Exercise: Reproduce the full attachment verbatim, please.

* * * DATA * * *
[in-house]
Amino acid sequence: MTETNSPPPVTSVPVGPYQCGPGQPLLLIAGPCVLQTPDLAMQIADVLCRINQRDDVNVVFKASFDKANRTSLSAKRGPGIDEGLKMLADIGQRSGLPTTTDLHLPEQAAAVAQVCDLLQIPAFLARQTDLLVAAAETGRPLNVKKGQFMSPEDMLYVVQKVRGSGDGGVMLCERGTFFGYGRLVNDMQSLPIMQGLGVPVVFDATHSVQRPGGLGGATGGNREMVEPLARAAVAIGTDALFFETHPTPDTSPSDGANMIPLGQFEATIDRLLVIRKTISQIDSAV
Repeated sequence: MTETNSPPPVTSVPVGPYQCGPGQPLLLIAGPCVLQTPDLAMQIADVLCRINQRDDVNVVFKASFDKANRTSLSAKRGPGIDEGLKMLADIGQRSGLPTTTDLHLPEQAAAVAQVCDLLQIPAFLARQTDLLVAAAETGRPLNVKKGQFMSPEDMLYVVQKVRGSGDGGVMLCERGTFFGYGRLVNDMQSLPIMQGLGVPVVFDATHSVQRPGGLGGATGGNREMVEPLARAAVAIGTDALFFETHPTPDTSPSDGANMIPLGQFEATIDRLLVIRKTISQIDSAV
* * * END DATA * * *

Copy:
[in-house]
Amino acid sequence: MTETNSPPPVTSVPVGPYQCGPGQPLLLIAGPCVLQTPDLAMQIADVLCRINQRDDVNVVFKASFDKANRTSLSAKRGPGIDEGLKMLADIGQRSGLPTTTDLHLPEQAAAVAQVCDLLQIPAFLARQTDLLVAAAETGRPLNVKKGQFMSPEDMLYVVQKVRGSGDGGVMLCERGTFFGYGRLVNDMQSLPIMQGLGVPVVFDATHSVQRPGGLGGATGGNREMVEPLARAAVAIGTDALFFETHPTPDTSPSDGANMIPLGQFEATIDRLLVIRKTISQIDSAV
Repeated sequence: MTETNSPPPVTSVPVGPYQCGPGQPLLLIAGPCVLQTPDLAMQIADVLCRINQRDDVNVVFKASFDKANRTSLSAKRGPGIDEGLKMLADIGQRSGLPTTTDLHLPEQAAAVAQVCDLLQIPAFLARQTDLLVAAAETGRPLNVKKGQFMSPEDMLYVVQKVRGSGDGGVMLCERGTFFGYGRLVNDMQSLPIMQGLGVPVVFDATHSVQRPGGLGGATGGNREMVEPLARAAVAIGTDALFFETHPTPDTSPSDGANMIPLGQFEATIDRLLVIRKTISQIDSAV